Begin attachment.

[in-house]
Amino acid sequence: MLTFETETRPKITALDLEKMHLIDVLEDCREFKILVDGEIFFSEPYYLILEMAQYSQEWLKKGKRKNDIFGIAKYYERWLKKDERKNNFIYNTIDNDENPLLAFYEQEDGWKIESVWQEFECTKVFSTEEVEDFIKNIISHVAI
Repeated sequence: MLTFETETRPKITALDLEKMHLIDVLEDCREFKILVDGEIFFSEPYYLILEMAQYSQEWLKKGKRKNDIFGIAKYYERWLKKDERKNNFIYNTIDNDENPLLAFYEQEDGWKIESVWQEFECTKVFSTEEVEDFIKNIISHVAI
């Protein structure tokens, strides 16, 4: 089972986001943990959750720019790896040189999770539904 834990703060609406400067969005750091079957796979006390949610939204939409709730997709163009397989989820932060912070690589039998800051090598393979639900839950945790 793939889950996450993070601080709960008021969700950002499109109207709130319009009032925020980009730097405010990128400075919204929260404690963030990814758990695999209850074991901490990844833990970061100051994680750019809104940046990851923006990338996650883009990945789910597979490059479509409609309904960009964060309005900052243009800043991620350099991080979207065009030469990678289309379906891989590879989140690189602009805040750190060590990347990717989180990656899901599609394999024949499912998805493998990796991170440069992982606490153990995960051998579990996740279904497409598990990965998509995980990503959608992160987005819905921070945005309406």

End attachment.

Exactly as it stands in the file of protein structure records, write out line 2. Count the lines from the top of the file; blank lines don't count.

Amino acid sequence: MLTFETETRPKITALDLEKMHLIDVLEDCREFKILVDGEIFFSEPYYLILEMAQYSQEWLKKGKRKNDIFGIAKYYERWLKKDERKNNFIYNTIDNDENPLLAFYEQEDGWKIESVWQEFECTKVFSTEEVEDFIKNIISHVAI